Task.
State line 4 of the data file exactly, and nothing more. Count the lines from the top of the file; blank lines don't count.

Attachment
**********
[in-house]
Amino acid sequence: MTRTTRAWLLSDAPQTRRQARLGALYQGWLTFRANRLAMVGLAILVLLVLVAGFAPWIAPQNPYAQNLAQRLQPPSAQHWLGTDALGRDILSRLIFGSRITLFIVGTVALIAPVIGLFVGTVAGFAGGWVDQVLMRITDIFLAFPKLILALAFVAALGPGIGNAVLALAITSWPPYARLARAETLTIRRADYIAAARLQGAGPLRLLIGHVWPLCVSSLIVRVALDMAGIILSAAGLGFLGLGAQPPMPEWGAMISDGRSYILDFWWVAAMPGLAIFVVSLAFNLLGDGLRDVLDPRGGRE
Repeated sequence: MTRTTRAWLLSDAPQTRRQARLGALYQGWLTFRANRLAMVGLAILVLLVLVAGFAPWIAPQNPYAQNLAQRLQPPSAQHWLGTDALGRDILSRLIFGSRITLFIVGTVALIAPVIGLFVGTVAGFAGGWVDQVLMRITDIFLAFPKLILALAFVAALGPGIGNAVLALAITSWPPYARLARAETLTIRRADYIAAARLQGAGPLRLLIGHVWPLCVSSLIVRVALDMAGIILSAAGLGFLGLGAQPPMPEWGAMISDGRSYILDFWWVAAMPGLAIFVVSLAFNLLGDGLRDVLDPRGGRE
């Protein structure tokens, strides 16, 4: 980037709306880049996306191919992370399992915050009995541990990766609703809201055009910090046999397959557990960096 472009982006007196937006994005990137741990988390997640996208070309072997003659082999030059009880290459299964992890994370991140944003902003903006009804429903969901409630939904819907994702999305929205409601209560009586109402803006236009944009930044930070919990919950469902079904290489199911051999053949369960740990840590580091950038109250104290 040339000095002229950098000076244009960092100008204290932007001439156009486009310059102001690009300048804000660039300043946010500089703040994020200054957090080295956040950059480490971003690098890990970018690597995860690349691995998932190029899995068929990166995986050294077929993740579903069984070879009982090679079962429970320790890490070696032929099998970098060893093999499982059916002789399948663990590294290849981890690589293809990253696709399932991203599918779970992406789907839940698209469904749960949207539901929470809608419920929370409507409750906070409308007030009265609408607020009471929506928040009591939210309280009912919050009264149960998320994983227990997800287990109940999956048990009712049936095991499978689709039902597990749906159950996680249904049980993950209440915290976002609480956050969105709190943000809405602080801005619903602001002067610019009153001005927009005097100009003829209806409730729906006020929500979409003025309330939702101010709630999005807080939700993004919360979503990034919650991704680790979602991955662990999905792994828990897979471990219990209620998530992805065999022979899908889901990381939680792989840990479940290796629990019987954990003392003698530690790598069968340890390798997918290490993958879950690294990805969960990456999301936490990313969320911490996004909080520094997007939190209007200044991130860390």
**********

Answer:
């Protein structure tokens, strides 16, 4: 980037709306880049996306191919992370399992915050009995541990990766609703809201055009910090046999397959557990960096 472009982006007196937006994005990137741990988390997640996208070309072997003659082999030059009880290459299964992890994370991140944003902003903006009804429903969901409630939904819907994702999305929205409601209560009586109402803006236009944009930044930070919990919950469902079904290489199911051999053949369960740990840590580091950038109250104290 040339000095002229950098000076244009960092100008204290932007001439156009486009310059102001690009300048804000660039300043946010500089703040994020200054957090080295956040950059480490971003690098890990970018690597995860690349691995998932190029899995068929990166995986050294077929993740579903069984070879009982090679079962429970320790890490070696032929099998970098060893093999499982059916002789399948663990590294290849981890690589293809990253696709399932991203599918779970992406789907839940698209469904749960949207539901929470809608419920929370409507409750906070409308007030009265609408607020009471929506928040009591939210309280009912919050009264149960998320994983227990997800287990109940999956048990009712049936095991499978689709039902597990749906159950996680249904049980993950209440915290976002609480956050969105709190943000809405602080801005619903602001002067610019009153001005927009005097100009003829209806409730729906006020929500979409003025309330939702101010709630999005807080939700993004919360979503990034919650991704680790979602991955662990999905792994828990897979471990219990209620998530992805065999022979899908889901990381939680792989840990479940290796629990019987954990003392003698530690790598069968340890390798997918290490993958879950690294990805969960990456999301936490990313969320911490996004909080520094997007939190209007200044991130860390």